FIG. 5 illustrates exemplary module container organizers 501 mounted to the interior of a kitchen cabinet door 505, in accordance with an embodiment of the present invention. In the present embodiment, individual organizers 501 of various sizes are mounted onto door 501 using a double-coated urethane foam tape. Organizers 501 may be mounted to any smooth, clean surface using this tape, including, without limitation, other parts of kitchen cabinets, walls, the insides of drawers, etc. Organizers 501 may be used in various different rooms as well. For example, without limitation, in a bathroom to hold toiletries, or near a tool bench to hold items such as, but not limited to, screws, nails, brads, nuts, and bolts. Double-coated urethane foam tapes are well known in the art and are generally able to hold weights that exceed the needs of particular embodiments of the present invention. After removing the backing, the tape is merely pressed in place on the back of organizers 501, and the tape is pressed onto the surface where the organizer is being mounted and allowed to adhere for a few minutes, according to the specifications of the particular tape being used. The tape continues to cure over time to form a permanent bond with any two suitable surfaces. Recent advances have created tapes that can be released and repositioned or replaced, which may also be used in accordance with some embodiments. In alternate embodiments, various other means for mounting may be used; for example, without limitation, the organizers may be screwed or nailed into place.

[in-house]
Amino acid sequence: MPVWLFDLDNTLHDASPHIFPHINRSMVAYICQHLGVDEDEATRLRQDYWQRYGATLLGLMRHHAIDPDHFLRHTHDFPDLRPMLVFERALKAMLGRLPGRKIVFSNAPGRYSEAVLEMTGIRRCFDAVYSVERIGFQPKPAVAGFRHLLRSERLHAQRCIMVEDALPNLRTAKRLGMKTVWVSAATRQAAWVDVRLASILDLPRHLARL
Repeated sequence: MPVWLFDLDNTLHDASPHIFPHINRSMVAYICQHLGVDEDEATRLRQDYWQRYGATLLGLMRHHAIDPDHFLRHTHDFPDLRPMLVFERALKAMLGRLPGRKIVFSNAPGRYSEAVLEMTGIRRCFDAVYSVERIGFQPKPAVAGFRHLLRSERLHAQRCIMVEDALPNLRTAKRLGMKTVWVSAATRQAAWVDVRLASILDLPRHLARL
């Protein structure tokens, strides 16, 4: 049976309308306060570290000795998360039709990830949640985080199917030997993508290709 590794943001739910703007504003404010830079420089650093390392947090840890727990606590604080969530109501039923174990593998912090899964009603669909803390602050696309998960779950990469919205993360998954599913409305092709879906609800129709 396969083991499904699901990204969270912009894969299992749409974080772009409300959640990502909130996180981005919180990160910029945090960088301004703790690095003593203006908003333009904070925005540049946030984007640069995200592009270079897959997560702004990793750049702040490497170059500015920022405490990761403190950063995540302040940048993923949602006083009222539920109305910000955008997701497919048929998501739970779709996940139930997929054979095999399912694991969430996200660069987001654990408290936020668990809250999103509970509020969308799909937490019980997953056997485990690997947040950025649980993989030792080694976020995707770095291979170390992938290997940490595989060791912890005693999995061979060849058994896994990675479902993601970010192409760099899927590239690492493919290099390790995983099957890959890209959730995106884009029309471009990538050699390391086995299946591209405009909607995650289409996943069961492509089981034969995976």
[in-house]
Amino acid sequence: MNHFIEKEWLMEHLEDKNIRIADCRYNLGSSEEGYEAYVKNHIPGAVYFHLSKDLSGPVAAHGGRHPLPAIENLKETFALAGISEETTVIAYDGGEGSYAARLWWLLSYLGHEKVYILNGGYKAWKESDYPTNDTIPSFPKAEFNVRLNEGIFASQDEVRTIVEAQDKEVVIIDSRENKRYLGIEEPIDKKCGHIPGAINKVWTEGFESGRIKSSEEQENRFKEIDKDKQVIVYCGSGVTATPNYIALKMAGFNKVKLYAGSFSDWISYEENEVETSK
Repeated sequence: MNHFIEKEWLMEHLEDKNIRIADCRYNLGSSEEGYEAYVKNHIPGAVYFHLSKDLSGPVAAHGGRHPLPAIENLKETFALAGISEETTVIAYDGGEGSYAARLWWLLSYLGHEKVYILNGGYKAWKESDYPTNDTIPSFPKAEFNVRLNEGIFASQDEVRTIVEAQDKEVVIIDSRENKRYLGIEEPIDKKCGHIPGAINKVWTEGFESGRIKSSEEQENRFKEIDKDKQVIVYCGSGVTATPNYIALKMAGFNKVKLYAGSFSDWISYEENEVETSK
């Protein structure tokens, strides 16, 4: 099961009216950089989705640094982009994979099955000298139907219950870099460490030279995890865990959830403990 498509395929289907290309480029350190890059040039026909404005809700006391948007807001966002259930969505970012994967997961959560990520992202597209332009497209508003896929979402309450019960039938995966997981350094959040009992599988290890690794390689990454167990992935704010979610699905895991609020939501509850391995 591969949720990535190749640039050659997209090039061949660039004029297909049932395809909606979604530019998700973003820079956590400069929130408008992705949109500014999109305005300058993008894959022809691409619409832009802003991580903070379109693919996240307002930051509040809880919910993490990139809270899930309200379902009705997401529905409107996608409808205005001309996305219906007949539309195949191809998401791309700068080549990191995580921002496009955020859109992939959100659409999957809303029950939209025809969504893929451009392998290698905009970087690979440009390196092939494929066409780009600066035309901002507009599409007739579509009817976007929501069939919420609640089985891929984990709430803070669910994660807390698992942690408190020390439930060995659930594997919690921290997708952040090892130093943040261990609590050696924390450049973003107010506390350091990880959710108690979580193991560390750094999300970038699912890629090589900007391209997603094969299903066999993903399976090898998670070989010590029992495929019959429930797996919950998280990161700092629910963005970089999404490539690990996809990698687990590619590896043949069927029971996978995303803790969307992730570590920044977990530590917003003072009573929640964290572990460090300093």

With a simple level, an organizer 501 can be positioned against a suitable surface, the backing tape can be removed, and the adhesive can be allowed to stick in virtually one easy operation. Once the first organizer is in place, other organizers on the same row can be aligned using the dimple and nipple guides on the ends of each unit. Alternate embodiments may have other types of guides and connectors to align organizers 501 as previously described. Some embodiments may have no guides or connectors. The installation variations are endless. For example, without limitation, a single holder for a frequently used item may be placed in an especially convenient location. Once organizers are in place, containers 510 are placed in organizers 501. As shown by way of example in the figure, organizers 501 can be positioned to accommodate both tall and short containers.